3D Systems Corporation (DDD) stock has had a tough year. Going into Thursday’s first-quarter earnings, shares of the 3D printing company were down 42% since early May one year ago. But recently, DDD stock has been showing signs of life, with shares soaring 66% year-to-date as markets realized they’d probably been a little too tough on the company.
However, investors aren’t nearly so sanguine about the company’s prospects after 3D Systems’ Q1 report, which was relatively unremarkable. Earnings per share came in as expected, but revenue didn’t, and the company didn’t offer guidance.
Overall, not a whole lot to go on, and DDD stock owners didn’t care for that. Shares were down more than 3% in early trading.
DDD Stock: Transitioning Away From Consumers
Analysts expected DDD to report non-GAAP earnings of 5 cents per share, which would’ve been flat year-over-year, and that’s precisely what the company reported. Revenue, however, was a bit of a disappointment — even though no one was expecting much.
Wall Street expected revenue to fall 2.8% year-over-year to clock in at $156.3 million. Instead, revenue came in short of that at $152.6 million, down 5% from Q1 2015. It’s no surprise DDD stock isn’t rocketing higher on the news.
Are there caveats, though? Yes.
Excluding the consumer segment as well as products and services the company no longer sells, revenue was down just 2%. Far more importantly, DDD has a new leader — the former head of HP Inc’s (HPQ) printing business, Vyomesh Joshi. Said Joshi:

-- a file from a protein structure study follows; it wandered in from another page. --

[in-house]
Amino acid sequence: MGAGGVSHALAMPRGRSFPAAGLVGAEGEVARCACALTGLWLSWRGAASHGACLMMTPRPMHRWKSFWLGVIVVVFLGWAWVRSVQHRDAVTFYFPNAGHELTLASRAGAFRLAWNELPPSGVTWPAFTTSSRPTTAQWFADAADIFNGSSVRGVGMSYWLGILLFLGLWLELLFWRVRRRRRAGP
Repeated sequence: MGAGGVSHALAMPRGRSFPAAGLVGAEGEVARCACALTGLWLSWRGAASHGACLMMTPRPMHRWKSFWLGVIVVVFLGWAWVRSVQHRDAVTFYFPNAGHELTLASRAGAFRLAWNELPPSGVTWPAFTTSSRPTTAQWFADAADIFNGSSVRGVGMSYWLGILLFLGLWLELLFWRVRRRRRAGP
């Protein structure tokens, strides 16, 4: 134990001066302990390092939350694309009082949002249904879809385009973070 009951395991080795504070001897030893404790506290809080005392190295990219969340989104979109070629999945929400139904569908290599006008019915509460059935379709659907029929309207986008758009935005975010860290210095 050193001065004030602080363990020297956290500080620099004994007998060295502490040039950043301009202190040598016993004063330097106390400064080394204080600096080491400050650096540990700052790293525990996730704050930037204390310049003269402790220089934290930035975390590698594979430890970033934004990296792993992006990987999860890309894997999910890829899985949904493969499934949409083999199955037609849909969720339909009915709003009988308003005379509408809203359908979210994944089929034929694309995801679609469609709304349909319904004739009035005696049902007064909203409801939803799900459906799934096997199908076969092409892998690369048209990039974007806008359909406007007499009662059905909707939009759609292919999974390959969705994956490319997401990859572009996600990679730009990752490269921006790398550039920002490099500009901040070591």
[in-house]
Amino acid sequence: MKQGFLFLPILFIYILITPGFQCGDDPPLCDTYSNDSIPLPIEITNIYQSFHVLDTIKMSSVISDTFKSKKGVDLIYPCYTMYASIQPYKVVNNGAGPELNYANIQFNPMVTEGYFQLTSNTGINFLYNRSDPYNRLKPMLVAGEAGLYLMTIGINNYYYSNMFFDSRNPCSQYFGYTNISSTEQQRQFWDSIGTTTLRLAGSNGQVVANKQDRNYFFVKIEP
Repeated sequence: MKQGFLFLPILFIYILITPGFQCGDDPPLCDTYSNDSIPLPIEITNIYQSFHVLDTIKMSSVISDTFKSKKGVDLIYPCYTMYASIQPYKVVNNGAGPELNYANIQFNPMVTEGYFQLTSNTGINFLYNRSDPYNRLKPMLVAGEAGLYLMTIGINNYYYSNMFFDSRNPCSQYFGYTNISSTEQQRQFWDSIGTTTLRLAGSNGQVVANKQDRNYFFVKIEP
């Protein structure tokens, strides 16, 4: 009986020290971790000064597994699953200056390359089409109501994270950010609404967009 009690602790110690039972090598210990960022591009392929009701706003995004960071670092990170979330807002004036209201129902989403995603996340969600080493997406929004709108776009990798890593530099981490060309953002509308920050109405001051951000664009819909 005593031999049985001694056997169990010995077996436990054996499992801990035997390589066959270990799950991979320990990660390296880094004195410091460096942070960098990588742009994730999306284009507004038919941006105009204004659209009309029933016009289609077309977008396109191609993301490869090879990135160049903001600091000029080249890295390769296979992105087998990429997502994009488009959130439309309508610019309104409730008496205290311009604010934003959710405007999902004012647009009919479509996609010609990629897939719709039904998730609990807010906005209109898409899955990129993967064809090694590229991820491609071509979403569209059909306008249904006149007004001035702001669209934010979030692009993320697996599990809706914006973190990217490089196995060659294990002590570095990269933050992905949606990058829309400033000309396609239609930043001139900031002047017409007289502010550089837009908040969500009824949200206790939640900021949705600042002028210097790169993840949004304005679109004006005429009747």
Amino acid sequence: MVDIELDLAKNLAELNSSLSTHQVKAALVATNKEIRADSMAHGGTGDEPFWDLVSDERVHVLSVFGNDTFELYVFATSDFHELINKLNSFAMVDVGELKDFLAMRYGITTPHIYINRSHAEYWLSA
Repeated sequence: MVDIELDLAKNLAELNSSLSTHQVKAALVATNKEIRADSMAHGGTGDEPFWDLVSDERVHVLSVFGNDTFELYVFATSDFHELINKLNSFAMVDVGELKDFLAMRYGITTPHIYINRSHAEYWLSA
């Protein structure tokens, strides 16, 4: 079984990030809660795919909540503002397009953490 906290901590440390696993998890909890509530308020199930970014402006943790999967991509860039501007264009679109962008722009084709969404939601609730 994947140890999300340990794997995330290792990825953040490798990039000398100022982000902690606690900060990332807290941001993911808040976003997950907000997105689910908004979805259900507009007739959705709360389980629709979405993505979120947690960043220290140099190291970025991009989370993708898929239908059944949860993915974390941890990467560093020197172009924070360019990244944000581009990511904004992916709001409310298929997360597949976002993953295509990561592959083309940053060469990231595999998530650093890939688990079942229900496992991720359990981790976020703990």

“I will be focusing on improving quality, reliability and supply chain. The next phase for us is to develop a strategy to drive profitable growth with operational excellence and an appropriate cost structure.”
It’s clear from the numbers (and an explicit statement in the earnings slideshow) that DDD is shifting away from consumers, which is probably healthy. At the end of the day, there’s only so many hobbyists looking to build Batman replicas that you can sell to.
Printer sales were down 24% year-over-year, but off just 17% when you excluded the consumer segment. On demand manufacturing services revenue also fell 15%. But what should console DDD stock owners are the increases in software (+22%) and healthcare (+12%) revenues the company posted.
Gross profit margin is also up from a year ago, advancing 170 basis points from 49.1% to 50.8%. The largest improvement in gross margin was seen in the materials division, where “sales mix and supply chain improvements” helped to fuel the higher figure.
With that in mind, you can see why Joshi is making supply chain a priority.
Still, with nothing stellar to report, and after such an incredible rally in 2016, it’s not hard to see why DDD stock is off slightly today.
It will be interesting in the quarters and (hopefully) years ahead to see whether the new CEOs vision can galvanize some real, impactful changes at the company.